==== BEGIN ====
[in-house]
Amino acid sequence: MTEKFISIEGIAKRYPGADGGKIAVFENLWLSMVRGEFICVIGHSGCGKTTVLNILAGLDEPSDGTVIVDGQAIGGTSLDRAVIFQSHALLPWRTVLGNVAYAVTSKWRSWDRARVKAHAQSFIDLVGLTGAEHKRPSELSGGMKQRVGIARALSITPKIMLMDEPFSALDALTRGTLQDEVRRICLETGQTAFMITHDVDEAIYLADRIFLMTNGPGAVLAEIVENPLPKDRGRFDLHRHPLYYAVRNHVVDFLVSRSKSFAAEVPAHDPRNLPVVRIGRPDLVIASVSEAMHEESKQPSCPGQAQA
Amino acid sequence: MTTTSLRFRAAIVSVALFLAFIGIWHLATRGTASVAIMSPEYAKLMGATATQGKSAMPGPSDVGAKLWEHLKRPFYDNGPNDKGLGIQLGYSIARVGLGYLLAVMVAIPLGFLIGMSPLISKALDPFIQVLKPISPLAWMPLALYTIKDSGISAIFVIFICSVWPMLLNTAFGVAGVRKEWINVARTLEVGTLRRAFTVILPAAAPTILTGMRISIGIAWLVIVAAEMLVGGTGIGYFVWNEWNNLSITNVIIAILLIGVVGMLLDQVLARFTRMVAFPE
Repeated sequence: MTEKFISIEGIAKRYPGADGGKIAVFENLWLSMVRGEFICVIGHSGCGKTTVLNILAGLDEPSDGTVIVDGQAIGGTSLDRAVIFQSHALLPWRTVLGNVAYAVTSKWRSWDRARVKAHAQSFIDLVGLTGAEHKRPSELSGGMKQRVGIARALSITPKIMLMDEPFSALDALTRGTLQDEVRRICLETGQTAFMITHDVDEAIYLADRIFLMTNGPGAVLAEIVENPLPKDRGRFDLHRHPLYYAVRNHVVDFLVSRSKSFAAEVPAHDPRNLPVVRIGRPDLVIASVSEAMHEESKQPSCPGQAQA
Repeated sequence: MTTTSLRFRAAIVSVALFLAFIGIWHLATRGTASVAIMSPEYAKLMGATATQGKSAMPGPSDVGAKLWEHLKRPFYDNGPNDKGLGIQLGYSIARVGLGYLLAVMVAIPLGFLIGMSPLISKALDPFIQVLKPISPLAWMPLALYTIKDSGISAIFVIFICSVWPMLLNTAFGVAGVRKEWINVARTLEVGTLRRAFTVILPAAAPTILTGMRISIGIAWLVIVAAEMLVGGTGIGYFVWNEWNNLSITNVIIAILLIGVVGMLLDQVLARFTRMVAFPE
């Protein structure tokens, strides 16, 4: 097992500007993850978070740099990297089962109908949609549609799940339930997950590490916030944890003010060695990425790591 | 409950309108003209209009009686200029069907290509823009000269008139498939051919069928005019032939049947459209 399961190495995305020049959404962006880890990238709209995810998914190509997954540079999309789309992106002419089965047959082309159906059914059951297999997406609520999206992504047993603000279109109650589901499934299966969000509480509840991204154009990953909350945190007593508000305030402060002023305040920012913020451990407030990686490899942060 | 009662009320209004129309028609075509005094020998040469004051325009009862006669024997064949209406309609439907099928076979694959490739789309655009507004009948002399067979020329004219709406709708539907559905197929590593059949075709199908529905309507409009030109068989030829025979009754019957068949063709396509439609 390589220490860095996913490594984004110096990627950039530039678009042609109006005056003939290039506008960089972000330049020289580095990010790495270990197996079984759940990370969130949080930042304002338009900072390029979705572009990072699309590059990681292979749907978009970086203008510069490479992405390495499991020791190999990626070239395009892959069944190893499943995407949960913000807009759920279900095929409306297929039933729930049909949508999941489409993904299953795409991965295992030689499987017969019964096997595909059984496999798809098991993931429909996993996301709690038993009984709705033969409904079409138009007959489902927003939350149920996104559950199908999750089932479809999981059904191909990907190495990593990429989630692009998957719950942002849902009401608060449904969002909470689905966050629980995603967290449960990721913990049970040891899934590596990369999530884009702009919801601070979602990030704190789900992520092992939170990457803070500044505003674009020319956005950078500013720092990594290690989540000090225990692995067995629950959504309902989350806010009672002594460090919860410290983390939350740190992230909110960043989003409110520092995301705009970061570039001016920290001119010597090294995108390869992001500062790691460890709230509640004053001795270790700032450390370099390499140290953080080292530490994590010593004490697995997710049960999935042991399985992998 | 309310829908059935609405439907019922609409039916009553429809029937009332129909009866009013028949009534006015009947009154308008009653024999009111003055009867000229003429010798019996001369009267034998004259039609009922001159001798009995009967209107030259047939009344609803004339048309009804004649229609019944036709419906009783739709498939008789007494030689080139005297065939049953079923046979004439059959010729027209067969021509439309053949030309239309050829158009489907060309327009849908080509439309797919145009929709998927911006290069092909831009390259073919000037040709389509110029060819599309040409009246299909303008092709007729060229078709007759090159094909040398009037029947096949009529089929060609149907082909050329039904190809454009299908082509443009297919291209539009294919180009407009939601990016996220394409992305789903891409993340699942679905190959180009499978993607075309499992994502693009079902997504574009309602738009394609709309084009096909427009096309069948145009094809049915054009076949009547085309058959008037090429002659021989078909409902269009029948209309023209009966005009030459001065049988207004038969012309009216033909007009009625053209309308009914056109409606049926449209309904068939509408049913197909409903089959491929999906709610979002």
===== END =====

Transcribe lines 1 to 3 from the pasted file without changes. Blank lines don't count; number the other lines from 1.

[in-house]
Amino acid sequence: MTEKFISIEGIAKRYPGADGGKIAVFENLWLSMVRGEFICVIGHSGCGKTTVLNILAGLDEPSDGTVIVDGQAIGGTSLDRAVIFQSHALLPWRTVLGNVAYAVTSKWRSWDRARVKAHAQSFIDLVGLTGAEHKRPSELSGGMKQRVGIARALSITPKIMLMDEPFSALDALTRGTLQDEVRRICLETGQTAFMITHDVDEAIYLADRIFLMTNGPGAVLAEIVENPLPKDRGRFDLHRHPLYYAVRNHVVDFLVSRSKSFAAEVPAHDPRNLPVVRIGRPDLVIASVSEAMHEESKQPSCPGQAQA
Amino acid sequence: MTTTSLRFRAAIVSVALFLAFIGIWHLATRGTASVAIMSPEYAKLMGATATQGKSAMPGPSDVGAKLWEHLKRPFYDNGPNDKGLGIQLGYSIARVGLGYLLAVMVAIPLGFLIGMSPLISKALDPFIQVLKPISPLAWMPLALYTIKDSGISAIFVIFICSVWPMLLNTAFGVAGVRKEWINVARTLEVGTLRRAFTVILPAAAPTILTGMRISIGIAWLVIVAAEMLVGGTGIGYFVWNEWNNLSITNVIIAILLIGVVGMLLDQVLARFTRMVAFPE